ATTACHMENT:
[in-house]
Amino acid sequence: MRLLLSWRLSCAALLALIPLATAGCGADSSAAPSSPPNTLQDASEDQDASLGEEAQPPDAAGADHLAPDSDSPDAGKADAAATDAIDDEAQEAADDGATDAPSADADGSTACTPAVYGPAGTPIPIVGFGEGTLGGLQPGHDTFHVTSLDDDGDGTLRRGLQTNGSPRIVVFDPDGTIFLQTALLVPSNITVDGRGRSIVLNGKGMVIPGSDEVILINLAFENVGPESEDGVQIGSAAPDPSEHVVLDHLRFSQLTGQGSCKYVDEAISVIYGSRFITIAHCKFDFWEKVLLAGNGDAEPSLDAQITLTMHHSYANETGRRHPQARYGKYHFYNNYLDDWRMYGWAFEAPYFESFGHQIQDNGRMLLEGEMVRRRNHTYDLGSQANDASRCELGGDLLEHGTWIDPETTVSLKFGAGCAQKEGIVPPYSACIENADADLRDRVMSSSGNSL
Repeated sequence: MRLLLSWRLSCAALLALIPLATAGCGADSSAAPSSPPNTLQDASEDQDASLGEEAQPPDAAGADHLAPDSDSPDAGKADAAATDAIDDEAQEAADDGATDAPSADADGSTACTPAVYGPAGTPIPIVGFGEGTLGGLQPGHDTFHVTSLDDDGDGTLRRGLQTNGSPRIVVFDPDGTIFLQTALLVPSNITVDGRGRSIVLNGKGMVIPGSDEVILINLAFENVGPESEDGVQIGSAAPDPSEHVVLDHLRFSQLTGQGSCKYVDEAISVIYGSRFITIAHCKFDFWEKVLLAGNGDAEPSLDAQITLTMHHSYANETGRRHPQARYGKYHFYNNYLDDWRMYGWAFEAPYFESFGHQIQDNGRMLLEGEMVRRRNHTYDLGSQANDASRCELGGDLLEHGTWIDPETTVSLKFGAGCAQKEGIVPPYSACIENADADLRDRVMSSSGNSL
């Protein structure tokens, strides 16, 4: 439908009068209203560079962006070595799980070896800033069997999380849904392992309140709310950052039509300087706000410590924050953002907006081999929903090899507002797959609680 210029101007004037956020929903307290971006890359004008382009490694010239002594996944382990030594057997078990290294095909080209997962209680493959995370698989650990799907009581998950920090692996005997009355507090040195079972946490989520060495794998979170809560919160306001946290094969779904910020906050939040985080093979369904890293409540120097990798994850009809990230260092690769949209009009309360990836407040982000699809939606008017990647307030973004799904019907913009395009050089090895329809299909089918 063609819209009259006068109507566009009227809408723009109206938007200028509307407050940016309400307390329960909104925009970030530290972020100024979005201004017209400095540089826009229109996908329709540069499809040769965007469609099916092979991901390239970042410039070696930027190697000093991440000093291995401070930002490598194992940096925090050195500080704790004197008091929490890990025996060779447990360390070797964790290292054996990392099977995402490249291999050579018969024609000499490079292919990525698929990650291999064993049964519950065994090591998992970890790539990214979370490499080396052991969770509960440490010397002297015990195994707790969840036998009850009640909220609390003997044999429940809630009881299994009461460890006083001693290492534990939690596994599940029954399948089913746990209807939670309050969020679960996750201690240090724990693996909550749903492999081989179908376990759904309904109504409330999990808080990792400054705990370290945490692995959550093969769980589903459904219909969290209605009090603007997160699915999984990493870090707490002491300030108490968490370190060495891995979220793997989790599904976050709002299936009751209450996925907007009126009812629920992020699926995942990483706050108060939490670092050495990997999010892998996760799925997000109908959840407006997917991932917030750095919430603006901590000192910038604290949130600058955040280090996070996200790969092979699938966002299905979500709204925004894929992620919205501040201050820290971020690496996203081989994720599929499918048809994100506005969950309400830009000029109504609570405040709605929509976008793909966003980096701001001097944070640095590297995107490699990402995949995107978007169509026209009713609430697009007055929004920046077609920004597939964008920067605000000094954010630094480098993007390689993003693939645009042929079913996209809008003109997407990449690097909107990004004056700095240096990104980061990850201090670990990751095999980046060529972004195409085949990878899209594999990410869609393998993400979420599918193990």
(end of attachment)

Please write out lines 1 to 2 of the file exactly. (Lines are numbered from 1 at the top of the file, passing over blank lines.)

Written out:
[in-house]
Amino acid sequence: MRLLLSWRLSCAALLALIPLATAGCGADSSAAPSSPPNTLQDASEDQDASLGEEAQPPDAAGADHLAPDSDSPDAGKADAAATDAIDDEAQEAADDGATDAPSADADGSTACTPAVYGPAGTPIPIVGFGEGTLGGLQPGHDTFHVTSLDDDGDGTLRRGLQTNGSPRIVVFDPDGTIFLQTALLVPSNITVDGRGRSIVLNGKGMVIPGSDEVILINLAFENVGPESEDGVQIGSAAPDPSEHVVLDHLRFSQLTGQGSCKYVDEAISVIYGSRFITIAHCKFDFWEKVLLAGNGDAEPSLDAQITLTMHHSYANETGRRHPQARYGKYHFYNNYLDDWRMYGWAFEAPYFESFGHQIQDNGRMLLEGEMVRRRNHTYDLGSQANDASRCELGGDLLEHGTWIDPETTVSLKFGAGCAQKEGIVPPYSACIENADADLRDRVMSSSGNSL